The court was familiar with the standards applicable to claims that counsel rendered ineffective assistance for failing to conduct an adequate investigation. “[I]t is well established that [a] criminal defendant is constitutionally entitled to adequate and effective assistance of counsel at all critical stages of criminal proceedings.” (Internal quotation marks omitted.) Gaines v. Commissioner of Correction, 306 Conn. 664, 677, 51 A.3d 948 (2012), quoting Strickland v. Washington, supra, 466 U.S. at 686, 104 S.Ct. 2052. “To establish ineffective assistance of counsel under the Strickland standard, the claim must be supported by evidence establishing that (1) counsel's representation fell below an objective standard of reasonableness, and (2) counsel's deficient performance prejudiced the defense because there was a reasonable probability that the outcome of the proceedings would have been different had it not been for the deficient performance.” (Internal quotation marks omitted.) Taft v. Commissioner of Correction, 159 Conn.App. 537, 544, 124 A.3d 1, cert. denied, 320 Conn. 910, 128 A.3d 954 (2015).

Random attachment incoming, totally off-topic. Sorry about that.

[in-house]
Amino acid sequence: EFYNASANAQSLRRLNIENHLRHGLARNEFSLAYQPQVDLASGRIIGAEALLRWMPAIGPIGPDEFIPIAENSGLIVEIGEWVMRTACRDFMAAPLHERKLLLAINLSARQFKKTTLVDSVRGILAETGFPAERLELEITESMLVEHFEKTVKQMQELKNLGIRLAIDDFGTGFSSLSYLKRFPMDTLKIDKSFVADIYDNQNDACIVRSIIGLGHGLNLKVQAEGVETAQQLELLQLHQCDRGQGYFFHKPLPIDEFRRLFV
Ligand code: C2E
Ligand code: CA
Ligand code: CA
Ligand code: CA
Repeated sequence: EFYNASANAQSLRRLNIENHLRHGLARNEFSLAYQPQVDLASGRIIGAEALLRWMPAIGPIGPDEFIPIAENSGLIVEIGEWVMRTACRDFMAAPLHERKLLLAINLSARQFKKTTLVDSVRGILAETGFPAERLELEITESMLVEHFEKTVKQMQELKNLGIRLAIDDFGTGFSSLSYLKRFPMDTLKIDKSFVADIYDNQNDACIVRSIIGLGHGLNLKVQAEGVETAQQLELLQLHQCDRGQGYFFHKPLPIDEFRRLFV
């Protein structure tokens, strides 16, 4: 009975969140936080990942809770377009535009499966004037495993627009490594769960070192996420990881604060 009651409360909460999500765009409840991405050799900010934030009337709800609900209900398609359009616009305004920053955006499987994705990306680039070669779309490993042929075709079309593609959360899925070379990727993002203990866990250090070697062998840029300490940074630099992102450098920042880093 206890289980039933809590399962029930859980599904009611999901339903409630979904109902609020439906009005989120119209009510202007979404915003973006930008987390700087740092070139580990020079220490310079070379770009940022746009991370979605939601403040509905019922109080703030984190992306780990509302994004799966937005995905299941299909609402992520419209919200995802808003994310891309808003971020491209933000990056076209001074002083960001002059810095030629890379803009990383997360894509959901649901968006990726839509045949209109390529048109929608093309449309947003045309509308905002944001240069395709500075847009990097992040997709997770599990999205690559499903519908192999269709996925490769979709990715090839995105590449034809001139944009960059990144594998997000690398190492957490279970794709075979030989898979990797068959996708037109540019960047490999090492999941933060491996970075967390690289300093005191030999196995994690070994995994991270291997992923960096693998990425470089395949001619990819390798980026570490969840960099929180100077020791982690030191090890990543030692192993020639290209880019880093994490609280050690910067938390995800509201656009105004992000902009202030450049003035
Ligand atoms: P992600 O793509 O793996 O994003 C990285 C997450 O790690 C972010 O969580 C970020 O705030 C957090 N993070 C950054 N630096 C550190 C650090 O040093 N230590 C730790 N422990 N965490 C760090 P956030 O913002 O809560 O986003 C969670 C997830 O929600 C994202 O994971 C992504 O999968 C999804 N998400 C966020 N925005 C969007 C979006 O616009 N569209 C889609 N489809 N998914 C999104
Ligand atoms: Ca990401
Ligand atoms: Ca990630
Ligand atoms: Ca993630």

“Inadequate pretrial investigation can amount to deficient performance, satisfying prong one of Strickland, as [c]onstitutionally adequate assistance of counsel includes competent pretrial investigation․ Although [courts] acknowledge that counsel need not track down each and every lead or personally investigate every evidentiary possibility before choosing a defense and developing it ․ [e]ffective assistance of counsel imposes an obligation [on] the attorney to investigate all surrounding circumstances of the case and to explore all avenues that may potentially lead to facts relevant to the defense of the case․ In other words, counsel has a duty to make reasonable investigations or to make a reasonable decision to make particular investigations unnecessary.” (Citations omitted; internal quotation marks omitted.) Id., at 546–47, 124 A.3d 1.